There has also been a renewed focus on energy efficiency. The minimum energy efficiency standards (MEES) have prohibited new leases of sub-standard rated individual dwellings since 2018 – and all individual dwelling leases since April 2020. On 1 April 2023, non-domestic property will be brought within the prohibition on continuing to let (subject to exemptions). ‘Continue to let’ means simply being a landlord – either freeholder or a tenant/landlord where there are subleases (although some very short and very long leases are excluded). ‘Sub-standard’ means property with an energy performance certificate (EPC) rating of F or G (although between now and 2030, that is expected to change so that the minimum is C in 2027 and B in 2030 for non-domestic property).
In recent months, the focus has been around the implementation of the new building safety regime in the Building Safety Act 2022.
Our podcast – How We Live… Safely – Building Safety autumn update covers the latest position. This recent update on the new building safety levy and our article on the proposed gateway regime and overhaul of building control (which will be set out in detailed secondary legislation in 2023) demonstrate the pace and scope of changes. The Government’s intention is that building control becomes more outcome-focused, rather than a ‘tick box’ exercise.
Corporate clients need to be aware of the schemes in relation to different buildings, and the remediation involved – as well as the recoverability from tenants – when looking at companies that own high rise buildings, as well as how they are affected as tenants of office buildings.
Rent review in the volatile market
More thought needs to be given to the suitability of rent reviews in the high inflationary market. Depending on the asset class of a particular site, rental values are potentially falling due to market conditions. In such instances, open market rent reviews over the next 12 months are likely to yield no increases, and this will benefit/burden tenants and landlords accordingly.
Equally, rent reviews linked to RPI or CPI increases are often capped and (importantly) collared at percentage increases well below the current rates of inflation. Again, this will have mixed fortunes for landlords and tenants.
The unanswered question is what will replace these traditional rent review methods, if anything. Time will tell.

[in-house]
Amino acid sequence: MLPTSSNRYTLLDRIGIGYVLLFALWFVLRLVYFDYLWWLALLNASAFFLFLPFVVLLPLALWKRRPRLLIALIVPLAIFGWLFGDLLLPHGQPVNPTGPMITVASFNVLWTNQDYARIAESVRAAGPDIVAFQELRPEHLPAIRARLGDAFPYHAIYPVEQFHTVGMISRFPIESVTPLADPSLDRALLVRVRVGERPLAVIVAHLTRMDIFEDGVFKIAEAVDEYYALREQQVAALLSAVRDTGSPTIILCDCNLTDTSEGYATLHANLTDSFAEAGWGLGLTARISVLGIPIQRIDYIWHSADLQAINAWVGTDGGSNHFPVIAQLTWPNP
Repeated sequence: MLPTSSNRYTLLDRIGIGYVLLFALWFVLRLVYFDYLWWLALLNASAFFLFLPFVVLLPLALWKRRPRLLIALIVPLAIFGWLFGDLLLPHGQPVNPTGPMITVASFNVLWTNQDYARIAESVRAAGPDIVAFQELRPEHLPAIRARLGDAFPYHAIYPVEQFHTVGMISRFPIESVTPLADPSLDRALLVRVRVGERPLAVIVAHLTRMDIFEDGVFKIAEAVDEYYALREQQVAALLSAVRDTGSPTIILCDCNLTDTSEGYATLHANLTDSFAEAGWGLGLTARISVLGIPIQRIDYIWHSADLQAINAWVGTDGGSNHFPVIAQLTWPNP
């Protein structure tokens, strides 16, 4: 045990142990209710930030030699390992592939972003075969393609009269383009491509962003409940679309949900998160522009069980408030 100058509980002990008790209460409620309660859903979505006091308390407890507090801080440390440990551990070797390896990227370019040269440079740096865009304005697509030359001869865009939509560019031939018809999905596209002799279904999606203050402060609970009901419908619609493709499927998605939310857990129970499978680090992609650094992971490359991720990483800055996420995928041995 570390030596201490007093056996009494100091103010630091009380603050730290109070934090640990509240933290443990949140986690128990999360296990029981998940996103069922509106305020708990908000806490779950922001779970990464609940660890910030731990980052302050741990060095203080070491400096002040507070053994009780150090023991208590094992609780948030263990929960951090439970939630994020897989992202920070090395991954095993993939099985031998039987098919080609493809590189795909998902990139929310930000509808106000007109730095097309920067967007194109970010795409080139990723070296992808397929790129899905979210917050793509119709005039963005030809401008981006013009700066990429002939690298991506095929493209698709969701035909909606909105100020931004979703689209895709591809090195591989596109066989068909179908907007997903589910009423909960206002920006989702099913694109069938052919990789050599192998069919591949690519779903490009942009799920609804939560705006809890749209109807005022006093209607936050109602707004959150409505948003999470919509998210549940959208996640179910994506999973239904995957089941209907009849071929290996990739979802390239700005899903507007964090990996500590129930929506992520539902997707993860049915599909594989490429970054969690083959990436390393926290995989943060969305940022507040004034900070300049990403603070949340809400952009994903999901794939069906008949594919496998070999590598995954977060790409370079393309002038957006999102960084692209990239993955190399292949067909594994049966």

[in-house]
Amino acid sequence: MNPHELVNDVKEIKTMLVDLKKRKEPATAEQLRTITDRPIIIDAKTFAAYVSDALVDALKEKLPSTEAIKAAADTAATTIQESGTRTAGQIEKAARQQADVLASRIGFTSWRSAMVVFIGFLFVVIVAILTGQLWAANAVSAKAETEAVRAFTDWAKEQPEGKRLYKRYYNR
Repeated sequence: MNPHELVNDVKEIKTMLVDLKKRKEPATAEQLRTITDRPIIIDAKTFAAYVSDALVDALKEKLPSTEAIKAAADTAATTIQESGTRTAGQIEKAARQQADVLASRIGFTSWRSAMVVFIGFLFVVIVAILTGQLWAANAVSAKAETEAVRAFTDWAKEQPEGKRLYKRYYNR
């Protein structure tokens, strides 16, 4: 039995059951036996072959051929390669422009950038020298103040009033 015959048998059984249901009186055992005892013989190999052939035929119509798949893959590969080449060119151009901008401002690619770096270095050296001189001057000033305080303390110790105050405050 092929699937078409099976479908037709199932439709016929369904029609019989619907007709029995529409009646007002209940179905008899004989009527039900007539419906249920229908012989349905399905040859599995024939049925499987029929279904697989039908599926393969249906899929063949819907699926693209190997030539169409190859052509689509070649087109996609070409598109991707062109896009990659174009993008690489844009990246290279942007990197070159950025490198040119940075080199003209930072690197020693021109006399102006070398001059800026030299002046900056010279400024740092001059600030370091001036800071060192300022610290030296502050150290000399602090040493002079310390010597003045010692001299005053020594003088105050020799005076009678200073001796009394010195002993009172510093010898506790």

Rising and unpredictable energy costs are presenting issues for operators and owners of all assets. Those that haven’t already will be exploring ways to manage the energy elements of operational expenditure – and how this might manifest in occupational contracts or property ownership structuring.
Outside of contractual options and energy efficiency measures operators are working to influence occupier energy behaviour through education and incentives.
Various sectors have been hit by the recent market headwinds – not least retail and offices. With high vacancy rates and lowering rates of demand, owners are looking at ways to repurpose space to meet new growing demands. For example, offices contain much of the necessary building infrastructure and are located in ideal locations to be repurposed into research and development spaces.
Apart from cost, one of the main advantages of the adaptive re-use of buildings is the dramatic reduction in carbon, which is a key part of the Government’s target of being carbon neutral by 2050 – and a good way for companies to improve their own sustainability credentials.
How will these changes impact your plans?
Our Real Estate team is one of the UK’s largest, capable of delivering on all elements of transactions across the sector. Our experienced specialists in all asset classes ensure that we have the market insight and technical legal expertise to advise on any issue or opportunity you may be focusing on. With profound change taking place in the real estate sector, we offer fast moving, industry-led advice, enabling you to respond quickly and adapt your business model to the market dynamics in play
About the author(s)
Ben Stansfield is one the UK's leading lawyers practising planning and environmental law. Ben is based in Gowling WLG's London office and brings with him a wealth of experience advising clients on the consenting and regulation of their projects and their compliance with environmental regulations and reporting standards.
Chris Hunt is a leading real estate lawyer, with nearly 28 years' experience. He joined the firm in 1998 and was made a partner in 2001.
Chris is responsible for leading the firm's real estate practice, which now turns over well in excess of £80 million annually and for developing that business both nationally and internationally. He is also client relationship partner for two of the firm's largest real estate developer clients and for one of the UK's most upmarket and iconic retailers.